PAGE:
Blog Post 166 – Dem Bones, part II
The Hoodoo told me to get a black cat bone
The Hoodoo told me to get a black cat bone
And shake it over their heads, they’ll leave your man alone
-Ma Rainey, from “Louisiana Hoodoo Blues”
In the last post, we looked at bones as vessels for housing spirits and as divinatory tools, both methods relying on the ancestral side of bone magic to some degree. Today I’ll be going through some of the uses for bones which are less apparently ancestral and a bit more left-of-center when it comes to reasoning why the bones do what they do. A number of the spells call for animal bones of different types, some of which are of questionable legality or morality in terms of collecting them. I DO NOT RECOMMEND VIOLATING ANY LAWS—LOCAL OR FEDERAL—TO ACQUIRE BONES. The information here is intended to provide a folkloric framework for understanding magical practices in North America which feature the use of bones. Likewise, while some of these uses explicitly state their efficacy for healing illness, THIS IS NOT A MEDICAL BLOG AND THIS INFORMATION IS NOT MEDICAL ADVICE. Please leave medical decisions in the hands of qualified professionals, and do not attempt to cure your great-aunt’s glaucoma with leftover buffalo wing scraps. It will end badly for all concerned.
Now that the big-letter typing is out of the way, let’s look at some of these last two categories of bone magic, healing and charming. I should say that there will be some overlap between these categories (and maybe a bit of overlap with divination, too), but as much as possible I use the term “healing” to refer to practices centered on curing bodily ailments of man, woman, or beast, and “charming” as a way of reversing or treating conditions like luck, love, vengeance, etc. I hope that distinction is generally clear, but if it is not, my apologies.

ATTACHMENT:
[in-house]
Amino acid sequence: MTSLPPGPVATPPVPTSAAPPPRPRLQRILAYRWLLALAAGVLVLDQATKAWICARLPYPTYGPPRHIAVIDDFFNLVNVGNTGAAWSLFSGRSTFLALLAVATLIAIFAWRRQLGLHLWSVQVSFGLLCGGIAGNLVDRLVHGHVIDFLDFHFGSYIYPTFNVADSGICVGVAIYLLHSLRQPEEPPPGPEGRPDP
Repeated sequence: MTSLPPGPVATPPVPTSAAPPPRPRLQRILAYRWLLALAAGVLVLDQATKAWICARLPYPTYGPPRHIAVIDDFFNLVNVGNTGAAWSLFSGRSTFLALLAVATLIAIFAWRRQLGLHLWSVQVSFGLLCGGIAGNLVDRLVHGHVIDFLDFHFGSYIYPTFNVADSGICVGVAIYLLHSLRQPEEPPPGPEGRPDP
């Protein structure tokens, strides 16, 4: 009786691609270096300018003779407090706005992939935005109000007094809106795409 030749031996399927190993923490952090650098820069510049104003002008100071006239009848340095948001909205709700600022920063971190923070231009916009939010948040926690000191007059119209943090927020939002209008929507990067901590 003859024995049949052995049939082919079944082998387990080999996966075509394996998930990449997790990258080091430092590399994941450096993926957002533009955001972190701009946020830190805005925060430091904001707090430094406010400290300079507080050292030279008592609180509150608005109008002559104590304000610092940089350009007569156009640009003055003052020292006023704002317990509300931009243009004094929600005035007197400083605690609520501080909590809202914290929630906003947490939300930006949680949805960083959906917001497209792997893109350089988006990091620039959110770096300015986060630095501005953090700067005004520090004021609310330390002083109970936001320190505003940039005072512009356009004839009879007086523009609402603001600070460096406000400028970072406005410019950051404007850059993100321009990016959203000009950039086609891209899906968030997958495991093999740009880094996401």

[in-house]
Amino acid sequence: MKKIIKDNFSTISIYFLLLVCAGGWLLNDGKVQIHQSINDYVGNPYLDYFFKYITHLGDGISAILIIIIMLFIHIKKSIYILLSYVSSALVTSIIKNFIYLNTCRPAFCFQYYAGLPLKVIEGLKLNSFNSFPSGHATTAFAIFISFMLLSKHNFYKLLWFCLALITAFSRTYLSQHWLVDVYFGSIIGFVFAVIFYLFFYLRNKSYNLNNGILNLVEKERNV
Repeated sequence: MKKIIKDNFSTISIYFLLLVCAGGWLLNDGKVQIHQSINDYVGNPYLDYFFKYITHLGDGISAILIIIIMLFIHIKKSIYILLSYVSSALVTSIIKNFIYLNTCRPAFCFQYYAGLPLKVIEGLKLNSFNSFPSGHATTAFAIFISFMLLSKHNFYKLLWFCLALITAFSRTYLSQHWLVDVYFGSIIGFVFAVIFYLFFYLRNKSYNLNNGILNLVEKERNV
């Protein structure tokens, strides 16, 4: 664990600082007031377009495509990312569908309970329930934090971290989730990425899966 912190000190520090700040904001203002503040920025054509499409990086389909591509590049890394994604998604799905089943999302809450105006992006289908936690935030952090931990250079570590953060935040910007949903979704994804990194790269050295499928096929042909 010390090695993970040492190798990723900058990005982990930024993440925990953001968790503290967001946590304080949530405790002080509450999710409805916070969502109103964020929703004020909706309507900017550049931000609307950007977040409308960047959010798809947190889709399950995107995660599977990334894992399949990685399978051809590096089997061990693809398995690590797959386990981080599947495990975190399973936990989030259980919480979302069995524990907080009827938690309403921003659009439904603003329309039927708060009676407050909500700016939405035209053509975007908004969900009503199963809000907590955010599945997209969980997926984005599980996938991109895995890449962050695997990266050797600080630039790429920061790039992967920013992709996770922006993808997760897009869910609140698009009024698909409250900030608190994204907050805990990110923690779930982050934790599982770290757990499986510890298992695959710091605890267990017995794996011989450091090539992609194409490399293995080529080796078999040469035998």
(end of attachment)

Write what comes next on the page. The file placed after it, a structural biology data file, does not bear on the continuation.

For the most part, the bone cures I’ve found are related to preventatives or healing superficial and minor disorders like headaches. In this latter category, the magic revolves around carrying the bones as a talisman against the illness, as demonstrated in the examples below:
- To prevent headache, carry in your pocket bone out of a hog’s head. (Farr)
- You can cure a toothache by carrying the jawbone of a mule or donkey in your teeth and walking backwards . Likewise a “white bone button” can be held in the mouth to help cope with toothache or headache. (Randolph)
- The bones of the turkey vulture, hung around the neck, are supposed to keep headaches at bay. Powdered eagle bones are supposed to be useful for headaches as well, and possibly depression (McAtee).